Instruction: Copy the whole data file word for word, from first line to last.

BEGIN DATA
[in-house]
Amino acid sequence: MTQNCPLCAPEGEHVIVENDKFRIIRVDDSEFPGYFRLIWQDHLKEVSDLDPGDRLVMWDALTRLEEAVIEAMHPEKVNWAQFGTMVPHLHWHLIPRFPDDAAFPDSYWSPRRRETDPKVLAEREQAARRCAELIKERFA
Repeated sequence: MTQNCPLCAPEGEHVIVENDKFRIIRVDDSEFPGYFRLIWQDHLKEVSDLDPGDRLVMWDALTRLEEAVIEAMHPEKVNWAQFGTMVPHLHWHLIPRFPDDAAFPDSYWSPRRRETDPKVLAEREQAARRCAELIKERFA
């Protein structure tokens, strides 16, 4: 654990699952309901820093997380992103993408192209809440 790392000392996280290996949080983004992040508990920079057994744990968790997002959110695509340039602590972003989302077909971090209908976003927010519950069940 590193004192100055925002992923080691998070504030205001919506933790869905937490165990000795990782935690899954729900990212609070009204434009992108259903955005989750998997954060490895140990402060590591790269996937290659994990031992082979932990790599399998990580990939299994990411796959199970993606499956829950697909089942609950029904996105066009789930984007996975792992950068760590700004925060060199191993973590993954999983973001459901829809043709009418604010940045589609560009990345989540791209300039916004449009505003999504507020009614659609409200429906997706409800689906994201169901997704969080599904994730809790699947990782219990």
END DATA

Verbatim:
[in-house]
Amino acid sequence: MTQNCPLCAPEGEHVIVENDKFRIIRVDDSEFPGYFRLIWQDHLKEVSDLDPGDRLVMWDALTRLEEAVIEAMHPEKVNWAQFGTMVPHLHWHLIPRFPDDAAFPDSYWSPRRRETDPKVLAEREQAARRCAELIKERFA
Repeated sequence: MTQNCPLCAPEGEHVIVENDKFRIIRVDDSEFPGYFRLIWQDHLKEVSDLDPGDRLVMWDALTRLEEAVIEAMHPEKVNWAQFGTMVPHLHWHLIPRFPDDAAFPDSYWSPRRRETDPKVLAEREQAARRCAELIKERFA
């Protein structure tokens, strides 16, 4: 654990699952309901820093997380992103993408192209809440 790392000392996280290996949080983004992040508990920079057994744990968790997002959110695509340039602590972003989302077909971090209908976003927010519950069940 590193004192100055925002992923080691998070504030205001919506933790869905937490165990000795990782935690899954729900990212609070009204434009992108259903955005989750998997954060490895140990402060590591790269996937290659994990031992082979932990790599399998990580990939299994990411796959199970993606499956829950697909089942609950029904996105066009789930984007996975792992950068760590700004925060060199191993973590993954999983973001459901829809043709009418604010940045589609560009990345989540791209300039916004449009505003999504507020009614659609409200429906997706409800689906994201169901997704969080599904994730809790699947990782219990």